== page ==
Monday, February 22, 2016

The Spring Wind Blew My Staff Report Away


About a year ago, The Supreme Court of Canada ruled that council meetings could not begin with a prayer.  Many councils around Nova Scotia substituted the opening prayer with a moment of silence.  Some rural councils are still hanging on for dear life and ignoring the ire of local atheists and Satan worshippers.
I, personally, think getting rid of prayer in council meetings was a step in the right direction, but I don't think a moment of silent contemplation goes quite far enough.

You see, The Ivany Report challenged each and every one of us to be BOLD.  Many of the general population of Nova Scotia are actually doing that.  There is all kinds of innovation going on.  Business hubs are being formed, people are turning their garages into breweries, entrepreneurs are taking risks, newcomers have thrown caution to the wind, packed up their lives in other provinces and moved to Nova Scotia with the aim of making it happen.  Courage can be seen everywhere.  But there is not a lot of courage happening within our town halls.

Yes, there are exceptions, but not many.  Mostly, our town halls are hot beds of timidity and fear. How do you explain the word Bold to people that are risk averse down to their very souls?  Take for example, the issue of Home-based business in Lunenburg.  How many staff reports have been written with the aim of  trying to solve the world's most solveable problem.  Lunenburg council could have just looked down the road 100km to our largest municipality and said, "Oh, looky here.  They are supporting home-based businesses in Halifax.  Let's learn from their success.  Let's be brave."  But that's not what happened.  Instead our CAO and deputy CAO whispered fear into our mayor's ear and she listened and then all of council listened and then instead of being BOLD they discussed every scary scenario that might arise if they allowed a house to just be a house. And when they examined staff reports about how things work in other municipalities, they didn't latch on to the possibilities, they latched on to the lowest common denomenator.  They aligned their views with every other timid municipality in Nova Scotia.  Because that is all they know.  Fear.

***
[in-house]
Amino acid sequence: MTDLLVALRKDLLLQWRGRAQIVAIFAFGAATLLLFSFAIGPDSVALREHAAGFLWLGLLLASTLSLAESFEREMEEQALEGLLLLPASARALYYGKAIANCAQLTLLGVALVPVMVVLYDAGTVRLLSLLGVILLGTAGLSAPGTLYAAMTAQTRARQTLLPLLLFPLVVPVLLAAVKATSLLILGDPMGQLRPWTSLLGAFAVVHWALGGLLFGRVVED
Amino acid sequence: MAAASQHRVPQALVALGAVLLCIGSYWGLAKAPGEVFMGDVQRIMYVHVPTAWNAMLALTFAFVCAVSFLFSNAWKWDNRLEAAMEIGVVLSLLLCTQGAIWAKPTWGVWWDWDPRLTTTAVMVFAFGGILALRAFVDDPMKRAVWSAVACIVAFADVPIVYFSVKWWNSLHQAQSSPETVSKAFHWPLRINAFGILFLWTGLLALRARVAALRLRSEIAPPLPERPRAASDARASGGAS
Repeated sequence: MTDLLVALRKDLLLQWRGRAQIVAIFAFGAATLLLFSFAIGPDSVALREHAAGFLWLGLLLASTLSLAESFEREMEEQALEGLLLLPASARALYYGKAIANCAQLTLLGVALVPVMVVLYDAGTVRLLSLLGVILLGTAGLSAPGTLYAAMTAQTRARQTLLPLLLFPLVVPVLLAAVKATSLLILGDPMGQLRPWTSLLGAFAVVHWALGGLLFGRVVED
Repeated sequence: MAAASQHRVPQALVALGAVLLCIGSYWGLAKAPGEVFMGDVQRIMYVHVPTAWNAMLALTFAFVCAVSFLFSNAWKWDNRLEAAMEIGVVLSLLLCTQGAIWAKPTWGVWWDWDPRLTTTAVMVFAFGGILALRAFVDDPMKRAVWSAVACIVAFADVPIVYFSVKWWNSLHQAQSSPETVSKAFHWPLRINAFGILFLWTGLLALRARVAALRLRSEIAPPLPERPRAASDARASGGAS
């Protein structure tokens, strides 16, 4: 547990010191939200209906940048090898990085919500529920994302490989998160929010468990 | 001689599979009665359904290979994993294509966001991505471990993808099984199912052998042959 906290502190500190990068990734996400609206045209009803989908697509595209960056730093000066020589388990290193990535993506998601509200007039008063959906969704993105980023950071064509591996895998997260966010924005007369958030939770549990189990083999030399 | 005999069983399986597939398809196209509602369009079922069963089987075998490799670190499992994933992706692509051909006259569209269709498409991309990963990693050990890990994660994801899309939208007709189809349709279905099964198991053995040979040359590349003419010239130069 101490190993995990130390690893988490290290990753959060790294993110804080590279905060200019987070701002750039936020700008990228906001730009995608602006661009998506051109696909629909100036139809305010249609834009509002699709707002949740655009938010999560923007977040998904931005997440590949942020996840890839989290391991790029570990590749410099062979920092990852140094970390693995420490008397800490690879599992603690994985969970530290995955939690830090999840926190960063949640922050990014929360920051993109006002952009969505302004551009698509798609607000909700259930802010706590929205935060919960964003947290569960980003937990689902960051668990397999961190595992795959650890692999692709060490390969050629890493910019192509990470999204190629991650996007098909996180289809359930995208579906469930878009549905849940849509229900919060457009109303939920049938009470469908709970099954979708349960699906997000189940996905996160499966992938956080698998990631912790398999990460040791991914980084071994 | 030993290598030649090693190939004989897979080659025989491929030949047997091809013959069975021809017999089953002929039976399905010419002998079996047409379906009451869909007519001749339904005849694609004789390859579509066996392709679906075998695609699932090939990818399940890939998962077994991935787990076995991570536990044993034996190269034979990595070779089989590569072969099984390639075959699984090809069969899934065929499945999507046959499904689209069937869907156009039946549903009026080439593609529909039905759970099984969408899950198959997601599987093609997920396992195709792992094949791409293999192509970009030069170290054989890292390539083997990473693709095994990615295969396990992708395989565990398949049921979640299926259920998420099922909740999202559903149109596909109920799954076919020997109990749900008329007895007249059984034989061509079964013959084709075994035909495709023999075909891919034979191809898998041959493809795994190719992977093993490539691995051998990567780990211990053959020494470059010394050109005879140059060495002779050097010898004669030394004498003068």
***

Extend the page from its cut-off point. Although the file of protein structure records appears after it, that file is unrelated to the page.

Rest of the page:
I'm watching this pattern repeat itself in the current Live/Work task force meetings.  The citizens on the committee are preaching BOLD, because many of them are bold in their own lives.  But the mayor, council and staff stonewall them with fear and the words, we can't, no, not possible.

So, here's what I propose to remedy the situation.  I think at the beginning of every council meeting in every municipality in Nova Scotia, all the councillors should take their shoes and socks off, let down their hair, throw off their glasses, unbutton the two top buttons of their shirts, put on some truly groovy music and just rock out for five minutes.  Let it all hang out, stand on the tables, gyrate those hips, arms swaying side to side.  Take those staff reports and smoke them.   And then, take a seat and get down to the business of being BOLD.

The inspiration for this post comes from one of my favourite songs on earth.  You can listen HERE

1 comment:

  1. There are lots of BOLD things going on closer to home as well. Mahone Bay and Berwick have formed a company that produces power from windmills, Riverport and Mahone Bay have decided to save money by having both electric utilities serviced by the newer Riverport equipment; Bridgewater has torn out its south parkade to bring the town back to the River. There is more than "timid" going oin in Lunenburg I fear. I have another nominee for the song to which Lunenburg Council should be movin' and groovin' before each Council meeting. If you're really happy you're more likely to be BOLD. https://www.google.ca/webhp?sourceid=chrome-instant&ion=1&espv=2&ie=UTF-8#q=pharrell%20williams%20happy%20song

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